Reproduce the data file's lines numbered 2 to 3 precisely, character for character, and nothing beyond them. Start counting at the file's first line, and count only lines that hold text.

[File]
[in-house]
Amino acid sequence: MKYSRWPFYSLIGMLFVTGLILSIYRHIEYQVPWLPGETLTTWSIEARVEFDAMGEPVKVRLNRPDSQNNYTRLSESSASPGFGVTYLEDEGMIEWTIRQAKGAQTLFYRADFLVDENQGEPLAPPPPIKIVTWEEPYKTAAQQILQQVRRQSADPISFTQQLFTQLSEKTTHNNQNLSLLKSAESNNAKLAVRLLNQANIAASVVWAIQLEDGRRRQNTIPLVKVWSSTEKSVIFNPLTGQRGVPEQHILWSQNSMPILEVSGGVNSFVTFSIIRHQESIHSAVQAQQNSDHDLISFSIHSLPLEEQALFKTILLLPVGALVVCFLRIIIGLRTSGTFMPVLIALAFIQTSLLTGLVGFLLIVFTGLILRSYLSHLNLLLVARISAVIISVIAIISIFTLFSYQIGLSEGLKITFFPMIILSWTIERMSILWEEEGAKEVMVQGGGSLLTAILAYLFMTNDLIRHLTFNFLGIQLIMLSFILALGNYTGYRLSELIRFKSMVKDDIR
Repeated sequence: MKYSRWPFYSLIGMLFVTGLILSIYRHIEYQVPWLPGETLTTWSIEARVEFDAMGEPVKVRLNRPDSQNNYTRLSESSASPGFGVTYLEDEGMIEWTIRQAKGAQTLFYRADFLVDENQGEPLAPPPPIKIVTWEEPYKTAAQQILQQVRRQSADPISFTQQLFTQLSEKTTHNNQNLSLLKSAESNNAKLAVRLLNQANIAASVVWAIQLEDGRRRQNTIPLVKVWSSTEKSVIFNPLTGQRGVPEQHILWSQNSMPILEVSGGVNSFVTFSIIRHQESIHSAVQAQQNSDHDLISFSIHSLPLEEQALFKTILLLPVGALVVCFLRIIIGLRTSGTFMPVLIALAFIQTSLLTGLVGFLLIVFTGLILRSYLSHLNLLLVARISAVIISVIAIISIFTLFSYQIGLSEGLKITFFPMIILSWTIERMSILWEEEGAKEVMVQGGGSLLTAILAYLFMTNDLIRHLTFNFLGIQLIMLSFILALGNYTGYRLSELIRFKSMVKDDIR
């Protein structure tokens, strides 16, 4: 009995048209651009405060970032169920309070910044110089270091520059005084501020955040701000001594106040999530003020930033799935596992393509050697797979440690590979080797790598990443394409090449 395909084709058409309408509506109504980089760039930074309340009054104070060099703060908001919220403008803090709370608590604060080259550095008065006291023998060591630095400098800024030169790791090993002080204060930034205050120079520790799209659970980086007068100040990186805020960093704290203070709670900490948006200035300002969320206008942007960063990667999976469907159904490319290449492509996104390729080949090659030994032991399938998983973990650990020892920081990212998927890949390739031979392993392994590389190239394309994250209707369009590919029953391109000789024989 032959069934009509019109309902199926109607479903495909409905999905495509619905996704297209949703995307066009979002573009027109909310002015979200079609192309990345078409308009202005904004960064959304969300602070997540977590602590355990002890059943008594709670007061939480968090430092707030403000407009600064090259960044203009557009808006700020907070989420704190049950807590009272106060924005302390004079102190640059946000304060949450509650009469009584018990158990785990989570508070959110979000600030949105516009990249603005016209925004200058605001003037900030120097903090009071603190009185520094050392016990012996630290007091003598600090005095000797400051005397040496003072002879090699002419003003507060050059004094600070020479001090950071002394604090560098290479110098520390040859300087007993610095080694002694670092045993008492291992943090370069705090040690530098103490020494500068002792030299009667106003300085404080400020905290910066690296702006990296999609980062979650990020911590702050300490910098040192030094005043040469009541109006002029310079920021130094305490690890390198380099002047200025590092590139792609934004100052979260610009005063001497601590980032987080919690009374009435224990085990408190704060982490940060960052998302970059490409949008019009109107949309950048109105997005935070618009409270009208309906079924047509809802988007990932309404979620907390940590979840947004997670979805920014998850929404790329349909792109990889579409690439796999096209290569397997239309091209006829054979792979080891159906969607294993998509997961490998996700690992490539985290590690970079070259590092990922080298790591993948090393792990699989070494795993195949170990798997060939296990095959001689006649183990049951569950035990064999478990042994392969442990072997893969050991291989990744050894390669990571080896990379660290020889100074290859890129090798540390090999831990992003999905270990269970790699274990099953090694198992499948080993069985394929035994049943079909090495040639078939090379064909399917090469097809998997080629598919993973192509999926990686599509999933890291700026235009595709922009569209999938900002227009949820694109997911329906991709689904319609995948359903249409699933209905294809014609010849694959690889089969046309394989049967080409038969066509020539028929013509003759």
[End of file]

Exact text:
Amino acid sequence: MKYSRWPFYSLIGMLFVTGLILSIYRHIEYQVPWLPGETLTTWSIEARVEFDAMGEPVKVRLNRPDSQNNYTRLSESSASPGFGVTYLEDEGMIEWTIRQAKGAQTLFYRADFLVDENQGEPLAPPPPIKIVTWEEPYKTAAQQILQQVRRQSADPISFTQQLFTQLSEKTTHNNQNLSLLKSAESNNAKLAVRLLNQANIAASVVWAIQLEDGRRRQNTIPLVKVWSSTEKSVIFNPLTGQRGVPEQHILWSQNSMPILEVSGGVNSFVTFSIIRHQESIHSAVQAQQNSDHDLISFSIHSLPLEEQALFKTILLLPVGALVVCFLRIIIGLRTSGTFMPVLIALAFIQTSLLTGLVGFLLIVFTGLILRSYLSHLNLLLVARISAVIISVIAIISIFTLFSYQIGLSEGLKITFFPMIILSWTIERMSILWEEEGAKEVMVQGGGSLLTAILAYLFMTNDLIRHLTFNFLGIQLIMLSFILALGNYTGYRLSELIRFKSMVKDDIR
Repeated sequence: MKYSRWPFYSLIGMLFVTGLILSIYRHIEYQVPWLPGETLTTWSIEARVEFDAMGEPVKVRLNRPDSQNNYTRLSESSASPGFGVTYLEDEGMIEWTIRQAKGAQTLFYRADFLVDENQGEPLAPPPPIKIVTWEEPYKTAAQQILQQVRRQSADPISFTQQLFTQLSEKTTHNNQNLSLLKSAESNNAKLAVRLLNQANIAASVVWAIQLEDGRRRQNTIPLVKVWSSTEKSVIFNPLTGQRGVPEQHILWSQNSMPILEVSGGVNSFVTFSIIRHQESIHSAVQAQQNSDHDLISFSIHSLPLEEQALFKTILLLPVGALVVCFLRIIIGLRTSGTFMPVLIALAFIQTSLLTGLVGFLLIVFTGLILRSYLSHLNLLLVARISAVIISVIAIISIFTLFSYQIGLSEGLKITFFPMIILSWTIERMSILWEEEGAKEVMVQGGGSLLTAILAYLFMTNDLIRHLTFNFLGIQLIMLSFILALGNYTGYRLSELIRFKSMVKDDIR